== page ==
insurance

6 things home insurance won't cover

Sinkholes
Sinkholes © TFoxFoto/Shutterstock.com

Sinkholes can seem like something out of a horror movie. For example, there was the Florida man who was swallowed up in early 2013 when a sinkhole opened without warning beneath his bedroom.

Sinkholes are sudden gaps in the earth's surface that occur after groundwater gradually dissolves rock such as limestone and carries bits of it away, creating large pores and cracks in bedrock. Once large cavities form underground, the land above it may suddenly settle or collapse, creating the sinkhole.

In the United States, sinkholes tend to cause the most problems in Florida, Texas, Alabama, Missouri, Kentucky, Tennessee and Pennsylvania, according to the U.S. Geological Survey.

Most home insurance policies will not cover damage associated with "earth movement," such as an earthquake or sinkhole.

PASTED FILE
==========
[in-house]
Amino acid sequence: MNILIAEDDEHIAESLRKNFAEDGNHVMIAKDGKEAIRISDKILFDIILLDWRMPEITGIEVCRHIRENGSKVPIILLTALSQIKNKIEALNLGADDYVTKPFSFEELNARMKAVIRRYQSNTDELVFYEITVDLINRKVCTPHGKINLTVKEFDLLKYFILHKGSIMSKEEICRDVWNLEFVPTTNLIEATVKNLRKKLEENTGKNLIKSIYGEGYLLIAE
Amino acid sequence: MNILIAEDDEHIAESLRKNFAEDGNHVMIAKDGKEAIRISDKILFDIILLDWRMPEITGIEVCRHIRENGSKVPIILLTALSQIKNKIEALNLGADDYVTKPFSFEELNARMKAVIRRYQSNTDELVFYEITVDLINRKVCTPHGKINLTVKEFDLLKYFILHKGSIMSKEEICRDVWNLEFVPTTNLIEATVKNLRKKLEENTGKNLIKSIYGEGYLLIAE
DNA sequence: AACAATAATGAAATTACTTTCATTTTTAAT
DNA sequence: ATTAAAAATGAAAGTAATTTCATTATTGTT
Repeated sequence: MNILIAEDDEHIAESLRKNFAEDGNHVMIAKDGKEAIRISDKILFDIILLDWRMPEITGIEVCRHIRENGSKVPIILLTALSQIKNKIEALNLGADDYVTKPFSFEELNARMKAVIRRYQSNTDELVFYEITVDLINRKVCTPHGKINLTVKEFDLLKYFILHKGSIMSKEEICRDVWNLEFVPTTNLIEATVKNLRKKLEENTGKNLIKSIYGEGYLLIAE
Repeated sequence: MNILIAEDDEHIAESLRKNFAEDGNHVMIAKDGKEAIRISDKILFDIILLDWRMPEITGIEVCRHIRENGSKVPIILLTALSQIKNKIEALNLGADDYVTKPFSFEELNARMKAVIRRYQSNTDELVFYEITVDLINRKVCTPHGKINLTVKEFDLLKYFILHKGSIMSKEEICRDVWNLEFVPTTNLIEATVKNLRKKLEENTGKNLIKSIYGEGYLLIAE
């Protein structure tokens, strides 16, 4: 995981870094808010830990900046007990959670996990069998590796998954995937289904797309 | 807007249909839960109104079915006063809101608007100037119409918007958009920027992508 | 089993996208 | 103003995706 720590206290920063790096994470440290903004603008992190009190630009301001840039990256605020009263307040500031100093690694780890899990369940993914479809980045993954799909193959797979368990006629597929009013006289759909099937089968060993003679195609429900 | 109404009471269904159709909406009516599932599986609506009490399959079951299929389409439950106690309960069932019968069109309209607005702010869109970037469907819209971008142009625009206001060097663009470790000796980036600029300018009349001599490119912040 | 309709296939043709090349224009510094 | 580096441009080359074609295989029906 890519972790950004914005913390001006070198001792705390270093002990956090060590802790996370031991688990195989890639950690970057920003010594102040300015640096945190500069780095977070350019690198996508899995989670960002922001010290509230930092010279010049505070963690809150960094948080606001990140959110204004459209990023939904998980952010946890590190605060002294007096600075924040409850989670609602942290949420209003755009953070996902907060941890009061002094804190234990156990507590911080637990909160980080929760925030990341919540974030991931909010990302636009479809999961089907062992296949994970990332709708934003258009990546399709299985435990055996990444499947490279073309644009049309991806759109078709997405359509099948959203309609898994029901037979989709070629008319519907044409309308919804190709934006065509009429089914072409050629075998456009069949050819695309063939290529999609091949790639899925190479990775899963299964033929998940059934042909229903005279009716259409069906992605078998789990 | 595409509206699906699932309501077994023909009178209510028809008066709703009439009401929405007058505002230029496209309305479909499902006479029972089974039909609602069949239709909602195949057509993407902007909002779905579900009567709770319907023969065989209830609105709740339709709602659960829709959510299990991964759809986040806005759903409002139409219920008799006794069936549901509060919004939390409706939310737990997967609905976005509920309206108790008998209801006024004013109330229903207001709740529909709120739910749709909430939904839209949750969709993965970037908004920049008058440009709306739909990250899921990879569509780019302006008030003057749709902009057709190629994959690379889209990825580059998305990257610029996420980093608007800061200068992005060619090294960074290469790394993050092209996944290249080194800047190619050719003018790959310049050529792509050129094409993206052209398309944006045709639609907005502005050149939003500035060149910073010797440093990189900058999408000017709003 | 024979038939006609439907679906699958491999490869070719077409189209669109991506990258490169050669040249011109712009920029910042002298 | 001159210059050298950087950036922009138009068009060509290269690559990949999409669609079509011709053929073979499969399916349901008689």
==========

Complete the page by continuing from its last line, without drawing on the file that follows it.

"Florida is the only state in which insurers are required to provide coverage for sinkhole damage," Worters says.

Florida insurers must include insurance for "catastrophic ground cover collapse" -- which refers to damage so severe, the home is uninhabitable -- as part of standard homeowners insurance.

Worters adds that in Tennessee, insurers must offer optional sinkhole coverage for an additional price.

"In every other state, earth movement is excluded from the insurance policy," she says.

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